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The Trouble With Amazon Prime Day

The new retail holiday comes with controversy and ethical questions

Amazon’s logo right side up and upside down Ringer illustration

Another Amazon Prime Day has come and (almost) gone, and this year’s has been more complicated than usual. Amazon’s annual online-sales bonanza for its Prime members is only three years old, yet it feels like much has changed since July 15, 2015. Back then, the most controversial thing about Prime Day was that it wasn’t great. The internet at large prepared itself for Cyber Monday/Black Friday–level deals, with Christmas sales in July. Instead, everyone conceded to buy mediocre household items they couldn’t pretend to care about.

But Prime Day is now much more than a flash sale for Amazon. It’s become an internet-wide coupon craze with no sign of slowing down—except on Monday, when Amazon’s Prime Day webpages crashed, redirecting visitors to its 404 page, which featured employees’ dogs.

The dogs became part of the story, a fun tangent for reporters and Amazon visitors to explore. After all, one of the only things the internet’s power users love more than an online discount is a dog. The site outages did not negatively impact sales, according to Amazon; perhaps displaying a page of pups helped keep customers around.

The site’s technical issues were likely a welcome problem for Amazon, because this year’s Prime Day became political. In the midst of the faux holiday, Amazon warehouse workers calling for a Prime Day boycott in Germany, Spain, and Poland went on a strike that will last through July 18. The protests came at the same time as Amazon CEO Jeff Bezos was named the richest man in the world, an announcement meant to encourage a boycott of Prime Day. Amazon told Reuters that it did not expect the protest to affect Prime Day deliveries.

The protests address working conditions that put employees in danger and lead to extreme exhaustion; this year, the National Council for Occupational Safety listed Amazon as one of the most unsafe places for warehouse laborers to work. Seven workers have been killed at the company’s warehouses since 2013, the report stated.

“Despite a disturbing pattern of preventable deaths, Amazon is demanding huge tax breaks for its new headquarters—on top of $1.1 billion in subsidies American state and local taxpayers have given the company since 2000,” the report read. “Amazon workers suffer injuries—and sometimes lose their lives—in a work environment with a relentless demand to fill orders and close monitoring of employee actions.” It also included the photos of workers who died on the job and described their deaths: one was run over by a truck, another’s head was crushed by a forklift, a third died from injuries sustained after being hit by an SUV in the parking lot. There are other stories like these.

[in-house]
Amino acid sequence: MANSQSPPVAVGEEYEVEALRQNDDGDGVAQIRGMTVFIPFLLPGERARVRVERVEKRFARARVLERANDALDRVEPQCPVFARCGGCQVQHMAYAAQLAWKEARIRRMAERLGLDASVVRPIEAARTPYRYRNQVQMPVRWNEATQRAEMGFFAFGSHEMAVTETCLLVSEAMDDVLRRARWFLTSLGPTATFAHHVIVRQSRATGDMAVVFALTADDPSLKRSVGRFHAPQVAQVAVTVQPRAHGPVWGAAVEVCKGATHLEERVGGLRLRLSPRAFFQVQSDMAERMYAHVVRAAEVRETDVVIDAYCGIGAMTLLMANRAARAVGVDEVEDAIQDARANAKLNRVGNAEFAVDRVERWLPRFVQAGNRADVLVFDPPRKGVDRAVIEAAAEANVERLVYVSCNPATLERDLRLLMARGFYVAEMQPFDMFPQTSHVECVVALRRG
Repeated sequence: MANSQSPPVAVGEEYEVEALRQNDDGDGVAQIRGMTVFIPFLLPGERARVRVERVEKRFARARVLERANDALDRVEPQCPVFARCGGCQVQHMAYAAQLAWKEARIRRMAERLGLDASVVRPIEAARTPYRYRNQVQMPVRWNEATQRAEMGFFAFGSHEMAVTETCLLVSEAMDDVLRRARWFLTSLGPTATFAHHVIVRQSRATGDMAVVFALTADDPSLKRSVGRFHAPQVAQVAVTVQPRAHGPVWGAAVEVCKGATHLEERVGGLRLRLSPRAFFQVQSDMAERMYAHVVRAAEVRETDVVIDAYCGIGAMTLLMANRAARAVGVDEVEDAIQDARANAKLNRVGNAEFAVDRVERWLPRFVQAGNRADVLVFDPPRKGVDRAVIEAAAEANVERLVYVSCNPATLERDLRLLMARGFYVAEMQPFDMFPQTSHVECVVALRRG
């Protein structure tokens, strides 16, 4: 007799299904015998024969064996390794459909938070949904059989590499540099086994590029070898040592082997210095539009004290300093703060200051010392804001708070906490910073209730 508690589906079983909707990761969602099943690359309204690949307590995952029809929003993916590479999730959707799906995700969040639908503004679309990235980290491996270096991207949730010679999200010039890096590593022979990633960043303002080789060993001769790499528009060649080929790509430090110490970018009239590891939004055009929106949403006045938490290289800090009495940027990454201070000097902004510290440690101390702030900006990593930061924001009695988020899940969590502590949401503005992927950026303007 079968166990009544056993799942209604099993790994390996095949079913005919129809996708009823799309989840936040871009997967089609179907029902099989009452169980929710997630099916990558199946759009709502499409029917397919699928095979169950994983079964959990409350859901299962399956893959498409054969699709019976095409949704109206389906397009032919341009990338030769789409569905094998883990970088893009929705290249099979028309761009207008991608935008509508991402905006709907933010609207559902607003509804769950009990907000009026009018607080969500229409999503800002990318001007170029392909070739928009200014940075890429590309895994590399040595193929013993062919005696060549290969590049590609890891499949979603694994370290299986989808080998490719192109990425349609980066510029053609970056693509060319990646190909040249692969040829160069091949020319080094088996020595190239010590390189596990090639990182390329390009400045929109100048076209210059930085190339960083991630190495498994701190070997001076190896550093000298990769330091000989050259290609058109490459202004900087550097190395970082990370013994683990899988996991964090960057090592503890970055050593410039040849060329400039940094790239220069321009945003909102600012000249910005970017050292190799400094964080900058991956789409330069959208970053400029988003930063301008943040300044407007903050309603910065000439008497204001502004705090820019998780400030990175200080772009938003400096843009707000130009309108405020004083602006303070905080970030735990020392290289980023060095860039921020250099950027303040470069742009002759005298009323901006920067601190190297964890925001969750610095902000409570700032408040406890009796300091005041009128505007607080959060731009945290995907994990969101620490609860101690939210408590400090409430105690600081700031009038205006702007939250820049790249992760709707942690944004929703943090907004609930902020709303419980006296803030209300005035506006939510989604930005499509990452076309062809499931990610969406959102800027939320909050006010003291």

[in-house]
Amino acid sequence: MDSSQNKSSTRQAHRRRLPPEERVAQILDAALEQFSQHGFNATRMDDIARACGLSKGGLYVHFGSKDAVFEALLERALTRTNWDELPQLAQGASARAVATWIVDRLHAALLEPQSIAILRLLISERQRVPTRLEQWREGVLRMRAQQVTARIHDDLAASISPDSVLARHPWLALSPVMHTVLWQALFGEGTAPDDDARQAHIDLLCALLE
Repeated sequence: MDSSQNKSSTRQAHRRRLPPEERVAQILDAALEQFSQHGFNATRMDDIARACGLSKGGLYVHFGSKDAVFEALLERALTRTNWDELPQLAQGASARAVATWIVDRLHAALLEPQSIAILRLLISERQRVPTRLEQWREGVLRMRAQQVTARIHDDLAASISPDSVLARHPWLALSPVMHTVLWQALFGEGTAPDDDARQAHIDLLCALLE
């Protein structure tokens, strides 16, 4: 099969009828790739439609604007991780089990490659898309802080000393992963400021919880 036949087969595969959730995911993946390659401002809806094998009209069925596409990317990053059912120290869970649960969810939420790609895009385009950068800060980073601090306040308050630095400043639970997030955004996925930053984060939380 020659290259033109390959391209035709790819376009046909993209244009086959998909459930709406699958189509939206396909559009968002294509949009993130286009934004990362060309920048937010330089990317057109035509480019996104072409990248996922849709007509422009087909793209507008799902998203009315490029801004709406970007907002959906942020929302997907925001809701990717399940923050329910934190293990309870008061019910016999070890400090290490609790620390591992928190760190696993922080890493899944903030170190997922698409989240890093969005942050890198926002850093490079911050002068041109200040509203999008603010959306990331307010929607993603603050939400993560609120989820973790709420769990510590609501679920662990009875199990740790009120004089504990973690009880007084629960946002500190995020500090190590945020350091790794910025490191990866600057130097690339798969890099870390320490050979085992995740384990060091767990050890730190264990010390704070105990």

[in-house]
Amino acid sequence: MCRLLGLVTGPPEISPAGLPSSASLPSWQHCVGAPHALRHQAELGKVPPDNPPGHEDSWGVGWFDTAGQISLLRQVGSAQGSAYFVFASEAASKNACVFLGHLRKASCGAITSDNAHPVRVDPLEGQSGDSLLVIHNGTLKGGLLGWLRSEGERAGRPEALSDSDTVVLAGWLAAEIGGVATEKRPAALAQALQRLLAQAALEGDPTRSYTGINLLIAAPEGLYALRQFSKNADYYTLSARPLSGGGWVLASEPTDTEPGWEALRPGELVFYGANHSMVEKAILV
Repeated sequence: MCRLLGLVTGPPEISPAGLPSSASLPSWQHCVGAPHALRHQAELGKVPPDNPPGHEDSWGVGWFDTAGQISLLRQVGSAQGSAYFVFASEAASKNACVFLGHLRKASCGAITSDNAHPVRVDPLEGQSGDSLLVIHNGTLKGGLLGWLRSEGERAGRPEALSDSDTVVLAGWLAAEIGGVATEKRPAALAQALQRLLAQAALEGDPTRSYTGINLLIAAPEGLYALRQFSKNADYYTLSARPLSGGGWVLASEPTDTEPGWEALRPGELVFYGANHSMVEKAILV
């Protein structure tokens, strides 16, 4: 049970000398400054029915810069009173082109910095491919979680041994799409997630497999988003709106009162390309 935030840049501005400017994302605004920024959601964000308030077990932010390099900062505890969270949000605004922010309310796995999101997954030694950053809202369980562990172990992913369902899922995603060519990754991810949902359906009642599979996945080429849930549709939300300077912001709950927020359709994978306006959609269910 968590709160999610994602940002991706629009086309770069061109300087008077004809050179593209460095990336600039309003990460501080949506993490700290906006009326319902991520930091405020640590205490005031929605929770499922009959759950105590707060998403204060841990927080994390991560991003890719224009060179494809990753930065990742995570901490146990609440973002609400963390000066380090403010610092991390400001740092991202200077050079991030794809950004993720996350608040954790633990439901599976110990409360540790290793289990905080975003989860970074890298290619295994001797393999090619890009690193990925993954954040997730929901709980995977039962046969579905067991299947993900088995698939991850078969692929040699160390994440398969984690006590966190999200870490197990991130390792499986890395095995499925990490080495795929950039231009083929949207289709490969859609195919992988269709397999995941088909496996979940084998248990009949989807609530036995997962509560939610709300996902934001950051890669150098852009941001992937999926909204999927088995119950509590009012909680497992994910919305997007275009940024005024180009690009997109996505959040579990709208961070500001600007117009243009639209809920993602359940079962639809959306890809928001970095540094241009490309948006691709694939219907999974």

Controversy doesn’t end with warehouse conditions. In May, the city of Seattle passed a measure to tax Amazon, among other large companies, based on the number of employees they have to help address the city’s wealth gap, which the company in large part created. The Ringer’s Victor Luckerson explained, “The strain on the city during this period has been obvious. Housing stock has not kept pace with the torrid job growth spurred by Amazon and expanded footprints for rivals Facebook, Google, and Microsoft. Apartment rents increased 64 percent between 2010 and 2017, and home prices seem to reach record highs every month.” But in June, Amazon killed the bill by strong-arming politicians and campaigning for residents’ support, leaving the city struggling to find a new solution.

Prime Day is complicated by all the controversies that accompany Amazon’s core business, and how consumers and the media approach the company and its holiday is thorny. It’s not uncommon to see a site feature a takedown of the mega-retailer next to a guide of its best Prime Day deals, or to hear someone critique the unabashed consumerism of the discount day while also sighing and ordering half-priced compression socks.

Screenshot of two articles side-by-side on Digg, one about why not to buy from Amazon and the other about Prime Day deals Via Digg

Discussions about Amazon are fraught, in part because of the behemoth the company has become. It’s a retailer, it’s a streaming service, it’s integral to many lives. For bloggers, it’s likely easiest to stick to the script and write about the Instant Pot discounts available during Prime Day, or, in the spirit of lightheartedness, address the technical glitches and adorable dog bios. It’s hardest, but probably wisest, to discuss the inhumane treatment of workers by one of the richest companies in the world that has won over a legion of customers by way of two-day shipping.

Prime Day can’t just be about the fire sale of Amazon products, and the internet shouldn’t act as an online coupon book for the retailer. The politics of Prime Day have evolved, and the complicated ethics of the company behind it are part of the story. So far, neither the protests, the glitches, nor anti-consumer sentiments were enough to topple the retailer.